Recalibrating Gossen Profisix & Lunasix F lightmeters - misreading a couple of stops

Discussion in 'Camera Building, Repairs & Modification' started by Keith Graham, Feb 20, 2012.

  1. Keith Graham

    Keith Graham Member

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    Hi,

    I have a Gossen Profisix, and a Lunasix F light meter. The second hand Lunasix was bought on E bay as a replacement for the profisix which was consistently misreading by a couple of stops. However, the Lunasix appears to suffer from the same problem. Both have been out of use for an extended period.

    I fould that one trimmer pot on the Profisix (bottom right viewed with the back plate removed) appeared to provide adjustment. This was the first pot I tried turning and as it provided adjustment, I didn't touch any of the others. I have yet to carefully compare the readings from the Profisix with another meter/cameras for different light levels, but on the face of it, it looks like the Profisix is now reading correctly.

    The board is different in the Lunasix - there is one trimmer pot visible, but it appeared to have no effect on the needle position. Perhaps this is for Flash calibration. There's a row of pots at the bottom of both the Profisix and Lunasix boards. Interestingly, the Lunasix has holes in the casing to allow adjustment when assembled, which are taped over.

    Does anyone have experience of fixing/recalibrating these meters, are there service manuals and circuit diagrams available? I feel compelled to master this thing rather than send it/them back to Gossen.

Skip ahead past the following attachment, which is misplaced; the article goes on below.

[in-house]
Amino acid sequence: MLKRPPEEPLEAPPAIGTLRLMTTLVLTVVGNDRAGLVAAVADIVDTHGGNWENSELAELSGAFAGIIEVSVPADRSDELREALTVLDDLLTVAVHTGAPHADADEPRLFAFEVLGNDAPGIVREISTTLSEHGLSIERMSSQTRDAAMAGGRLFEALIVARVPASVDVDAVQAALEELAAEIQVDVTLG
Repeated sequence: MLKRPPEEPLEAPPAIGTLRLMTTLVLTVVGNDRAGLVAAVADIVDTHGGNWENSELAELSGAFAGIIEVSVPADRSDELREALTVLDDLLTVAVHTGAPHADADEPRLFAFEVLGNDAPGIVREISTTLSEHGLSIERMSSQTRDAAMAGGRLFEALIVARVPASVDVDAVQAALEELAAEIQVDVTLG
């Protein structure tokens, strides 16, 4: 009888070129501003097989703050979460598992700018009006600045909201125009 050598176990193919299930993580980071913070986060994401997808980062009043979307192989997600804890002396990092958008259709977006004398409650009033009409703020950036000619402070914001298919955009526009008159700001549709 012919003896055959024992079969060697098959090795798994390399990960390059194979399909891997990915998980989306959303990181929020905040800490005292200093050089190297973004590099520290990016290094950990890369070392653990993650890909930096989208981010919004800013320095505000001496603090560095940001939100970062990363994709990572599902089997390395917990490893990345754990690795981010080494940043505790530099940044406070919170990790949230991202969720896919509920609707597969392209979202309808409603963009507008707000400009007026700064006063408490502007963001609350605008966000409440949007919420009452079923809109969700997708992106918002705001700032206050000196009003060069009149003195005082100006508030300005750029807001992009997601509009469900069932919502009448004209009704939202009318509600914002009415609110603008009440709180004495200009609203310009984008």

Thanks and best regards,

    Keith Graham
     
  2. Diapositivo

    Diapositivo Subscriber

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    Two stops is not a little mistake, and two light meters erring by two stops is diabolic a coincidence.

    Maybe this is a daring question, but are you sure you use correctly the light meters?

    For incident light metering you normally have to put the translucent dome in front of the cell, walk to the subject, and point the light meter toward the camera.

    For reflected light metering you normally have to set a translucent dome aside (or take it out etc.) and you meter from the camera toward the subject.

    When comparing two incident light meters have both instruments either in shade or directly facing the sun. The weighting of "peripheral" light might be different and when the sun is 45° or so the two instruments can give a different reading.

    Maybe this is all already very clear to you.

    Fabrizio
     
  3. Keith Graham

    Keith Graham Member

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    Hi,
    Thanks for the reply. I can confirm that I am using the meters correctly.

    I have a cheap Jessops meter which reads correctly for incident and reflected light.

    Best regards
     
  4. MattKing

    MattKing Subscriber

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